The discussion of retaliation is less satisfying. His definition – whether India or China brought a case against someone who brought a case against them within a year’s time – has intuitive appeal – but is inherently flawed. It means that many cases against traditional users such as the US and European Union are much more likely to be counted as retaliation as compared to cases against other countries simply because those other cases exist. This method is likely to identify both false positives and miss actual retaliation cases when retaliation is in response to other protectionist tools. Real proof beyond timing is needed to establish motivation. The finding in the discussion about safety valves that most cases are concentrated in a few sectors, which is attributed to the motivations of firms in those sectors, also conflicts with this latter discussion about retaliation, which he says is motivated by governments. In sum, there is still no clear explanation for these cases, and finding the answer likely requires more case studies and interviews with participating firms, lawyers, and government officials.

Although Wu finds some modest differences between India and China – there is more evidence of the retaliation motive by India than by China – I am struck by the stark differences in the way the two countries’ antidumping regimes operate. Based on data I have recently collected (but not yet published), in India over 90% of initiated cases result in penalties. In China, the “success rate” is somewhat lower, at only 81%. The overall antidumping tariffs for China are lower than those enacted by India, although in cases where both India and China accused companies making the same product from the same country set almost identical average tariffs of around 35%. Interviews with lawyers and industry associations indicate substantial qualitative differences; foreign respondents have almost no hope of a fair hearing in India; in China, procedures are not ideal but noticeably more reasonable. India’s system may be more corrosive of international trade rules than that of China. I believe that because Chinese industry is more internationally competitive and embedded in transnational business ties than their Indian counterparts, China is less prone to abusing the system. Relatedly, my data shows that in most Chinese antidumping cases, trade penalties do lead to a reduction in imports from the sanctioned countries, but these are usually replaced by imports from elsewhere, not by greater production from the domestic initiators of cases. It may be this lack of success of antidumping that may also inhibit the rapid expansion of antidumping usage across Chinese industries.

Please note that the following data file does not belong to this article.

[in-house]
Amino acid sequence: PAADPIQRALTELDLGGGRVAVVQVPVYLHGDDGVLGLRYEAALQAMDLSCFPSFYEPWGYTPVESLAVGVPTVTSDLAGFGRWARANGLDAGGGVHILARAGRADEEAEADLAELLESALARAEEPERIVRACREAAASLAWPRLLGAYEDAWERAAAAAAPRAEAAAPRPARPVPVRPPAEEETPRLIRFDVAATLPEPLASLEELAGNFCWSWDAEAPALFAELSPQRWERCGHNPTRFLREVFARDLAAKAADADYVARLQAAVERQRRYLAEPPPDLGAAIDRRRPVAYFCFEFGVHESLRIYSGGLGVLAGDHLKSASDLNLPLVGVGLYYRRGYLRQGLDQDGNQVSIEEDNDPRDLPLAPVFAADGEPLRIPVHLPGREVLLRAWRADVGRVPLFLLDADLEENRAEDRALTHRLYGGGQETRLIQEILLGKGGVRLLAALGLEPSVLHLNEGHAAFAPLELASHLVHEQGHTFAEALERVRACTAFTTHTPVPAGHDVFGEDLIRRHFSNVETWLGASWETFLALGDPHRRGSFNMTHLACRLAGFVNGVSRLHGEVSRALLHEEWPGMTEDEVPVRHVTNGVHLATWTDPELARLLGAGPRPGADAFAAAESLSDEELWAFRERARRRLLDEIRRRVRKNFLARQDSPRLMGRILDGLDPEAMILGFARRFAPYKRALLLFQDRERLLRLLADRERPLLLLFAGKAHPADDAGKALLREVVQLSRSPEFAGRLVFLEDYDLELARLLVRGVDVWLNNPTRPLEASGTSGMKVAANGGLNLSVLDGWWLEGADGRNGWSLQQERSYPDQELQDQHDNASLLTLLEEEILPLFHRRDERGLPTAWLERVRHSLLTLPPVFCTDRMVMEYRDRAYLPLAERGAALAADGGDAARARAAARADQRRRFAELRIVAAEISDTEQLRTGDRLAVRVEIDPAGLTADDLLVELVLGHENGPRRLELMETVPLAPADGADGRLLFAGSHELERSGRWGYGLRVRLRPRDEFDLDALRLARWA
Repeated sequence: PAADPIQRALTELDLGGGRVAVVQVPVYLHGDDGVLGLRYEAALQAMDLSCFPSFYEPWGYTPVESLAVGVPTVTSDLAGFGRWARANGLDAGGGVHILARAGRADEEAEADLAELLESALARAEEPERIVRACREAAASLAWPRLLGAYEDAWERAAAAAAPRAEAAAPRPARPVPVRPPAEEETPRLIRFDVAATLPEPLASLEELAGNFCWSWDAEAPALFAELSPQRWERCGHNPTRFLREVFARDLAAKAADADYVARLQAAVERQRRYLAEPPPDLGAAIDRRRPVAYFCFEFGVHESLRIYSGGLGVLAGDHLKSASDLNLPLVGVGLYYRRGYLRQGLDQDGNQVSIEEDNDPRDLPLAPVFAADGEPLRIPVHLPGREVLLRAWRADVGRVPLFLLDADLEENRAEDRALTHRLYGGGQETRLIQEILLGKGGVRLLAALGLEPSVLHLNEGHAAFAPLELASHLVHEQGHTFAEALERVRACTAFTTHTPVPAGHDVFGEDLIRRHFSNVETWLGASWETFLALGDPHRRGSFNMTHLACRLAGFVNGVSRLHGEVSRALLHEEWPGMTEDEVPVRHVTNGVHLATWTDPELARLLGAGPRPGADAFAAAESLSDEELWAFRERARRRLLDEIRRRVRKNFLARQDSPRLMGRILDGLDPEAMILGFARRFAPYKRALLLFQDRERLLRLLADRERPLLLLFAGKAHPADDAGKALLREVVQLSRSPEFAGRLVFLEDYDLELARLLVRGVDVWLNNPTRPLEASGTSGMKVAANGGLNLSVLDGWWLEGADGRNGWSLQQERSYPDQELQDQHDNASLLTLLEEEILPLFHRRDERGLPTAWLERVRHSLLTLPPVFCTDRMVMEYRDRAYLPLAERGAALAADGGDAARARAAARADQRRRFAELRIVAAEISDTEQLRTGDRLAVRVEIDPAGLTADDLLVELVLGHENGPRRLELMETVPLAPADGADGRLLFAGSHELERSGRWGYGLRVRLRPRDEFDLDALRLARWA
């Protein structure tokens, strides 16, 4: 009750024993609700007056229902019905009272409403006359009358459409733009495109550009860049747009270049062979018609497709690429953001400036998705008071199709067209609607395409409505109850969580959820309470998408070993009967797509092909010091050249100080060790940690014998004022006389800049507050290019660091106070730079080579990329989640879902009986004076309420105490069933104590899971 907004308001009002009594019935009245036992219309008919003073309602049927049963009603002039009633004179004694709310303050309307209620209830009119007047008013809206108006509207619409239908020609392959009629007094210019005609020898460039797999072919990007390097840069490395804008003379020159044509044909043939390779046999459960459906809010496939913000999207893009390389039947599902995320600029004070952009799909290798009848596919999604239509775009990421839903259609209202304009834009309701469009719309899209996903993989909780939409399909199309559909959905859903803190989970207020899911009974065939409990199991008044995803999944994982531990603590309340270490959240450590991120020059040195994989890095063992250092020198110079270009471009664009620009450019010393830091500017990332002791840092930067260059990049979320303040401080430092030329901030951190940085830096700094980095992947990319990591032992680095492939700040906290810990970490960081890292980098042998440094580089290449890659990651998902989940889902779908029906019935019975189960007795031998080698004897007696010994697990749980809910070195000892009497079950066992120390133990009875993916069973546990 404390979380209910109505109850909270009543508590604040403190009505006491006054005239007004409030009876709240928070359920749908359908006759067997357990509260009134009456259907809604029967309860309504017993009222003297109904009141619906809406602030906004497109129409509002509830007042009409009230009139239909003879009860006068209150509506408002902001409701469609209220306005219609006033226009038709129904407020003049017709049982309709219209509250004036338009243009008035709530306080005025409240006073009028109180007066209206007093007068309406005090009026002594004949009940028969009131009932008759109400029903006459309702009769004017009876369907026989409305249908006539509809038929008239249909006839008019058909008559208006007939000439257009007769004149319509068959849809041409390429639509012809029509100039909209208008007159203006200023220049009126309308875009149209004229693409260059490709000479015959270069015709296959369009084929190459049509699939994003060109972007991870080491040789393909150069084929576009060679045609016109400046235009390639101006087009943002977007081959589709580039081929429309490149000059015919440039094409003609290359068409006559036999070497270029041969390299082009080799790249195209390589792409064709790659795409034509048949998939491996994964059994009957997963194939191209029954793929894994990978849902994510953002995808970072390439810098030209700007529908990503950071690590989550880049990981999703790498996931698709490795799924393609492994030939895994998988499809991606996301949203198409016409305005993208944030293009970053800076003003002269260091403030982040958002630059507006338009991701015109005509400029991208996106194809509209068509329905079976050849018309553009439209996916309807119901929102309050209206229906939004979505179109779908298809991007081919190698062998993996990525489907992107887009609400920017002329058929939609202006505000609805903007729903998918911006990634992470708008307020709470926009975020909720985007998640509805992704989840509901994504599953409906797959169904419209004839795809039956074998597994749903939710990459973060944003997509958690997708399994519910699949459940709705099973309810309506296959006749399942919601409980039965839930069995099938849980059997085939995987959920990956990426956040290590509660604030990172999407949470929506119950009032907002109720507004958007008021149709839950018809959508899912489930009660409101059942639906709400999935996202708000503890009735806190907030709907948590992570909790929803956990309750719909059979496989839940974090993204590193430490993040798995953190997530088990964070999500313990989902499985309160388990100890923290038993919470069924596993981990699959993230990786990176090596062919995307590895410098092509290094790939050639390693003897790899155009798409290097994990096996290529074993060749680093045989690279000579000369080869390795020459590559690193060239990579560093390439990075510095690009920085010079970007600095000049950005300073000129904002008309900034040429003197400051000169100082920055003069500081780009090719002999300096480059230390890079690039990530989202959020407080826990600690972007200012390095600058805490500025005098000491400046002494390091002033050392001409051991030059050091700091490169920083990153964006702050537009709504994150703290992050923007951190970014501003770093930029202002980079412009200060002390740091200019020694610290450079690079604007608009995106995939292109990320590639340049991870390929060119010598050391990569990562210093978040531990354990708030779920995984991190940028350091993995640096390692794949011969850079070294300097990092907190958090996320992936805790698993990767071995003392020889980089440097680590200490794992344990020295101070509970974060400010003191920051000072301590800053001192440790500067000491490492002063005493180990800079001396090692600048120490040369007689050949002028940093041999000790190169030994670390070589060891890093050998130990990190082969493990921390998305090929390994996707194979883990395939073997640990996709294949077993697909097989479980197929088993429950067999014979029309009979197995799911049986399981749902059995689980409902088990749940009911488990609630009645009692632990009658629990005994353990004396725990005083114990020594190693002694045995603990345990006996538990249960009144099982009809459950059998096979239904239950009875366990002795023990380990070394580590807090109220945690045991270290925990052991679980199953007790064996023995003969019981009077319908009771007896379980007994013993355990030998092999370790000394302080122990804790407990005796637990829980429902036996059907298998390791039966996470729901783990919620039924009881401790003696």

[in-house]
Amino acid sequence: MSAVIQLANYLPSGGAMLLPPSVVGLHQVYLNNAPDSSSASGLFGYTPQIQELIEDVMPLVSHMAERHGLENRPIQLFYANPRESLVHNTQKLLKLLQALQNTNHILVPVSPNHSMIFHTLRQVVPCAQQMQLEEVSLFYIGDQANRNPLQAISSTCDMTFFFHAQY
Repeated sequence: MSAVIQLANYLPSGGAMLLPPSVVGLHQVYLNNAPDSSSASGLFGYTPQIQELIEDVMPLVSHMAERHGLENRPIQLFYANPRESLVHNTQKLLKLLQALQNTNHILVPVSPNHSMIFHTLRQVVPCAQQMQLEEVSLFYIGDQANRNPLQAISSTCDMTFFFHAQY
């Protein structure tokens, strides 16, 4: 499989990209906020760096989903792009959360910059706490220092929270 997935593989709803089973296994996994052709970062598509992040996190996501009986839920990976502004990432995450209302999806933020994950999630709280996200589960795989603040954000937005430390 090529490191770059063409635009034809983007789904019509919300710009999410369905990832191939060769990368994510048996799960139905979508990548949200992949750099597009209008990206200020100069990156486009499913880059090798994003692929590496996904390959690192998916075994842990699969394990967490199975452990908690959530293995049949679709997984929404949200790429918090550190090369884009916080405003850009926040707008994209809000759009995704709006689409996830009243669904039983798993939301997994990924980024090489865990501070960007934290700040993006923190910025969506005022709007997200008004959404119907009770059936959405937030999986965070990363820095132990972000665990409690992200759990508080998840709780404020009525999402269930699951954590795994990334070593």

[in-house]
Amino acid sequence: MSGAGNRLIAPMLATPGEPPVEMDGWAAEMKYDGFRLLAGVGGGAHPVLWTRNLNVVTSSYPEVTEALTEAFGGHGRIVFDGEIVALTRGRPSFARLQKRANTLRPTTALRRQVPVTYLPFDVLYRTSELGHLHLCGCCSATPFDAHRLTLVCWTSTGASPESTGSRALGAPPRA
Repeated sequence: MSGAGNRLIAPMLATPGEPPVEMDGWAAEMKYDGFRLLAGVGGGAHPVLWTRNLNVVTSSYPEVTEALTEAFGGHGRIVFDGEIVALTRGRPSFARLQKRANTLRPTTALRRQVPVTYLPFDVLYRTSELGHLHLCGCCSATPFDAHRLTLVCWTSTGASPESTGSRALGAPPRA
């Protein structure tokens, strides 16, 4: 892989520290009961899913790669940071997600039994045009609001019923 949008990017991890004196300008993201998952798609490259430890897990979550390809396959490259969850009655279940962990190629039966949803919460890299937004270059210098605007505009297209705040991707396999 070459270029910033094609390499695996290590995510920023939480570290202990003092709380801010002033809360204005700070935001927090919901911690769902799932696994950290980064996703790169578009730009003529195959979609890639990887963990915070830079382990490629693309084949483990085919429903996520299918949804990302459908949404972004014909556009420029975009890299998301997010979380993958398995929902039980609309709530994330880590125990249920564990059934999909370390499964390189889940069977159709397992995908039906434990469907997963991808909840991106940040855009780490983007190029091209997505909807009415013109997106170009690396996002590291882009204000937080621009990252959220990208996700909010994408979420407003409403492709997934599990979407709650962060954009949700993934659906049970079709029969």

In sum, I concur that the antidumping regime should be reformed, but the problem is not the growth in usage of antidumping, but the inherent weaknesses in the regime itself, regardless of the users. Instead of resorting to scaring the US and EU into accepting reforms because the system could be turned against them, I would keep the focus on the problems of the system writ large because the data just does not show this is this case. But if we are going to distinguish across countries, not all new users are alike. I am more sanguine about China’s engagement of the antidumping regime than India. I think it is unlikely that China’s supposed “restraint” will be lifted any time soon. China’s behavior is likely to be as fair or unfair, depending on your perspective, as that of the traditional users.

http://opiniojuris.org/2012/01/26/hilj_kennedy-responds-to-wu/